Google, Hadoop and You: M.C. Srivas Provides an Overview

Getting back to basics, MapR CTO and co-Founder M.C. Srivas provides a brief introduction to Hadoop, and explains where it fits on the “dumb data” to “very smart data” spectrum. After watching this video, you’ll have a better understanding of Hadoop, and how MapR has taken the best innovations from both ends of the data spectrum to develop the leading Hadoop technology for big data deployments. 

A few key points made in the video include:

  1. There is a wide spectrum of data types in the world today:
    • Very dumb data - At the far end of the spectrum, you have very dumb data, such as a data block, which is the smallest unit of data used by a database. You can only read or write a block of data.
    • Dumb data - Next to that type are “somewhat” dumb types of data such as files. Data appears in the form of byte streams instead of blocks. Operations on this type of data include open/read/write/close, with protocols such as NFS and CIFS.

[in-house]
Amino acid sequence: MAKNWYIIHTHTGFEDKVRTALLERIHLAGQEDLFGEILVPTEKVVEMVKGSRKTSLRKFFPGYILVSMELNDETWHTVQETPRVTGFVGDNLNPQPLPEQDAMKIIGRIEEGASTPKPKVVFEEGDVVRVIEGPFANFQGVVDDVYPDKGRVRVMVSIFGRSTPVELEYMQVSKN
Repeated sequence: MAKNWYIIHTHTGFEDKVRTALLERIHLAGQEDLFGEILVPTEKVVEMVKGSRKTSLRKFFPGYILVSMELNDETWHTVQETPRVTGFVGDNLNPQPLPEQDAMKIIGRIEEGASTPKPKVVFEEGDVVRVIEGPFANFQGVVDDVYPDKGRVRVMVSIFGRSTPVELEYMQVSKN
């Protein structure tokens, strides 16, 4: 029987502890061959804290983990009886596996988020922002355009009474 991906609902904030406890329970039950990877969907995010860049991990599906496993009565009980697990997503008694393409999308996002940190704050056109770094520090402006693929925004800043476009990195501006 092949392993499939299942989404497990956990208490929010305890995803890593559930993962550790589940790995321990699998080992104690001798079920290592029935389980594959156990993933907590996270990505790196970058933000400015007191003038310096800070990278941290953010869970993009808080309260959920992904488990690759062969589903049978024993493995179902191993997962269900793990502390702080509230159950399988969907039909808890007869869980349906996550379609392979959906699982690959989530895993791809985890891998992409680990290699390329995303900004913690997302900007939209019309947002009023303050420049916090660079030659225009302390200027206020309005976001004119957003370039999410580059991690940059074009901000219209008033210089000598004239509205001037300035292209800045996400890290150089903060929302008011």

• Somewhat smart data (OLTP) – Towards the smarter end of the spectrum are databases. This data can consist of rows, columns, and tables, and there are known relationships between each data type. Protocols include various forms of SQL.
    • Very smart data (OLAP) – There are very strong relationships within this kind of data, which includes aggregates, pivot tables, and windowing functions.
  2. Not all data lives at the opposite ends of the spectrum. Email is an example of data that’s right in the middle of the spectrum. Email has some structure to it (folders, to, from, etc.) and has some relationships with other data types such as the address book, other emails, replies, etc. However, in order to implement a reliable email system, you need to combine smart (OLTP) data with dumb (flat file) data. Google faced this problem before everyone else. They wanted to figure out how to combine flat files with OLTP analysis, and their solution was to develop MapReduce and Google File System (GFS). Hadoop was basically developed from these two technologies, and it resides in the middle of the data spectrum - Hadoop can process both database records and flat files to run business operations that depend on a wide range of data types.

MapR took the best technologies from both sides of the data spectrum: from the dumb data side, we took features such as data backup, disaster recovery, and full HA and brought it to Hadoop. From the smart data side, we brought in high performance, ANSI SQL, and transactions. The result? The best Hadoop processing environment that’s out there today.



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